Thinking about the future can be daunting, especially when it comes to making decisions about what you want to happen after you’re gone. However, if you don’t have a will, you might end up putting your loved ones in an unnecessarily problematic position during an already difficult time. In Georgia (and in many other states) dying without a will—legally known as dying “intestate”—can lead to many complications that can be avoided with proper estate planning.


When someone dies intestate, state law dictates how their assets will be distributed. This means you have no control over who inherits your property, which can be particularly problematic if you have specific wishes for certain belongings, or if there are potential heirs you would prefer to exclude. The absence of a will can result in assets being divided in ways that might cause conflict between loved ones, and that might not align with your personal desires.


The distribution process starts with appointing an estate administrator, who is responsible for managing and distributing your estate. This person is typically a close relative, but if there is any disagreement among family members over who is best-suited to this role, it can lead to delays and conflicts. This underscores the importance of properly drafting a will, and ensuring that your possessions are handled according to your wishes.


Georgia law outlines a specific order of inheritance. If you are married with children, your spouse and children will share your estate equally, with your spouse receiving at least one-third of the assets. If you have no children, your spouse inherits everything. In the absence of a spouse or children, the estate passes to other relatives in a predefined sequence. This can sometimes result in distant relatives inheriting your assets, which might not be your intention.


Additionally, dying without a will can lead to higher legal fees and a prolonged probate process, adding financial and emotional stress during an already trying time. Proper estate planning, including the creation of a will, can mitigate these issues by clearly outlining your wishes and simplifying the legal process after your death.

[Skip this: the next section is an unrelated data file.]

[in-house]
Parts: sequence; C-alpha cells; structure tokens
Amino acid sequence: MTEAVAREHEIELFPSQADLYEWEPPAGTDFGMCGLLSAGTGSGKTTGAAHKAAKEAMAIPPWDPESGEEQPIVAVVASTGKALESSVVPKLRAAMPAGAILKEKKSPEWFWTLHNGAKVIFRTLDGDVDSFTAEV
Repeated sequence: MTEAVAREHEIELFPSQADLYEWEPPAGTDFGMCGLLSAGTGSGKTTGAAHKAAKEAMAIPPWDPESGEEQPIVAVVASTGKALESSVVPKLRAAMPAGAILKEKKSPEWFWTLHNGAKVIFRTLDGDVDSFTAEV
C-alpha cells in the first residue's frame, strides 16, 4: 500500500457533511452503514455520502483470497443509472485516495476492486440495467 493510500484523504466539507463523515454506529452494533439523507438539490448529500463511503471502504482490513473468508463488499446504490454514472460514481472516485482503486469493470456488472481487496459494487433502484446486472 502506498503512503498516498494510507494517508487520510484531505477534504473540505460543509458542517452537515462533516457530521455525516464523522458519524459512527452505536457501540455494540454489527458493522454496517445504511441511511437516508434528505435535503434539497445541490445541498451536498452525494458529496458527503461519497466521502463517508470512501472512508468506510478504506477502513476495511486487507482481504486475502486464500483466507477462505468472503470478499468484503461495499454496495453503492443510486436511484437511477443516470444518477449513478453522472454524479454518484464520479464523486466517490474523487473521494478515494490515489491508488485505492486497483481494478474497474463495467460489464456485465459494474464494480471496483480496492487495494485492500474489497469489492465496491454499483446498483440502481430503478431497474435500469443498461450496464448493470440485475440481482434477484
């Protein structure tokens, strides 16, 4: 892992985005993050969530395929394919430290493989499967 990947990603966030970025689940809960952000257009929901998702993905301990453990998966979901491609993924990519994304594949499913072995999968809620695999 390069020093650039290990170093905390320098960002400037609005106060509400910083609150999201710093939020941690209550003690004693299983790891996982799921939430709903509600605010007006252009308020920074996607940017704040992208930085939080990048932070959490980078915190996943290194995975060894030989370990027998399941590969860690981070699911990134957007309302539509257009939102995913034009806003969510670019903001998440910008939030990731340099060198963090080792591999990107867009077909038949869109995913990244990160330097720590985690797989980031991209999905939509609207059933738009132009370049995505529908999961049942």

Creating a will streamlines the probate process and allows you to designate beneficiaries, choose an executor to manage your estate, and make specific bequests. It also provides an opportunity to establish guardianship for minor children, ensuring they are cared for by individuals you trust. This aspect of estate planning is crucial for parents who want to secure their children’s future.


Those that prefer to keep their families and estates out of the courthouse can opt for a revocable living trust which has all the benefits of a will with the additional benefit of avoiding the need for the probate process.


By engaging in comprehensive estate planning, you can minimize administrative headaches and provide your loved ones with clear instructions and peace of mind, knowing that they are carrying out your wishes as intended.


Contact the Estate Planning Law Group of Georgia

If you have any questions about setting up a trust or about any aspect of your estate plan, do not hesitate to reach out to the experienced attorneys at the Estate Planning Law Group of Georgia. Fill out the form below and start securing your legacy today.

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